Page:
||The fontsize specifies how large the small caps will be. The true capital letters, therefore, need to have their size set outside of this function, either in the field format tab, or in other HTML.
smallCaps("Call the FBI and Tell Them We've Got Dillinger") will return
"C<FONT FONTSIZE='12'>ALL THE </FONT>FBI<FONT FONTSIZE='12'> AND </FONT>T<FONT FONTSIZE='12'>ELL </FONT>T<FONT FONTSIZE='12'>HEM </FONT>W<FONT FONTSIZE='12'>E'VE </FONT>G<FONT FONTSIZE='12'>OT </FONT>D<FONT FONTSIZE='12'>ILLINGER</FONT>"
|sin(v as double)
||Sine of angle in radians. sin(0.5)
|cos(v as double)
||Cosine of angle in radians.
||Current date and time
||Current date (without time)
||Random number between 0 and 1
|LeftTrim(str as string)
||Trim white space from left of string.
LeftTrim(" giraffe ") returns "giraffe "
|RightTrim(str as string)
||Trim white space from right of string
RightTrim(" giraffe ") returns " giraffe"
|PadLeft(str as string, wantedlen as integer, addedChar as string = " ")
Adds spaces to left of string until it is at least wantedlen characters long. If provided, addedChar will be used instead of spaces.
PadLeft("dog",5," ") returns " dog"
PadLeft("17",5,"0") returns "00017"
If you want to use spaces as the added character, make sure to turn on the "Preserve Spaces" setting on the format tab. You can use this with the contents of a field as well. For example:
PadLeft(dog,5, " ") returns the contents of the dog field padded by spaces on the left. The number of spaces will vary depending upon the length of the contents of the dog field. For example, if the dog field is 3 characters in length, then 2 spaces would be added to the left of the text in the dog field.
|Mod(x as double, y as double)
||Returns modulus - i.e., the remainder when x is divided by y. Mod(17,7) = 3 Mod(12,4) = 0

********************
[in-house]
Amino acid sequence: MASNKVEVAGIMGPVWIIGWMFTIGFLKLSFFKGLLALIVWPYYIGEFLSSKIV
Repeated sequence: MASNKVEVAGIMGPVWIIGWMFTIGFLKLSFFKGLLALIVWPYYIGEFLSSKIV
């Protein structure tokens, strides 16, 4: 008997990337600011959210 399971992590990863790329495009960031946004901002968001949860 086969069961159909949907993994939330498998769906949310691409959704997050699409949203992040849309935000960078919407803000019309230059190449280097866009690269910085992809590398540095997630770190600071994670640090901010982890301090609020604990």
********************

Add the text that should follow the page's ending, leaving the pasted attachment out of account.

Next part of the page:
|Format(x as double, fmt as string)
Formats a number using a format string. The format strings are defined by Microsoft here.
Note: "x as double" means a non-string. eDocBuilder stores text entered into a field as a string, so this cannot be used to format user-entered text. So, the above example will work, but Format(FieldName, "#,##0.##") would not work.
|format_date(d as Date, fmt as String)
Use these placeholders in your format string. NOTE: All language elements (day and month names, ordinal suffixes, etc.) are English only.
w named day of week: Sunday, Monday, Tuesday, Wednesday, Thursday, Friday, Saturday
x named day of week, first three letters: Sun, Mon, Tue, Wed, Thu, Fri, Sat
d ordinal day number of month: 1st, 2nd, 3rd, 4th, etc.
e day number of month, no leading zero (1, 2, 3, ... 10, 11, ... 31)
f day number of month, leading zero (01, 02, 03 ... 10, 11, ... 31)
m named month (January, February, etc.)
n month number, no leading zero (1, 2, 3 ... 9, 10, 11, 12)
o month number, leading zero (01, 02, 03 ... 09, 10, 11, 12)
p named month, first three letters: Jan, Feb, Mar, Apr, May, Jun, Jul, Aug, Sep, Oct, Nov, Dec
y full year (2013)
z last two digits of year (2013 = 13, 2005 = 05)
Any other characters in your string will be output exactly as given.
format_date(today, "m e, y")
result: January 2, 2014
(Please note that "today" is not a field name. It is a built in to the VB script library that determines the current date.)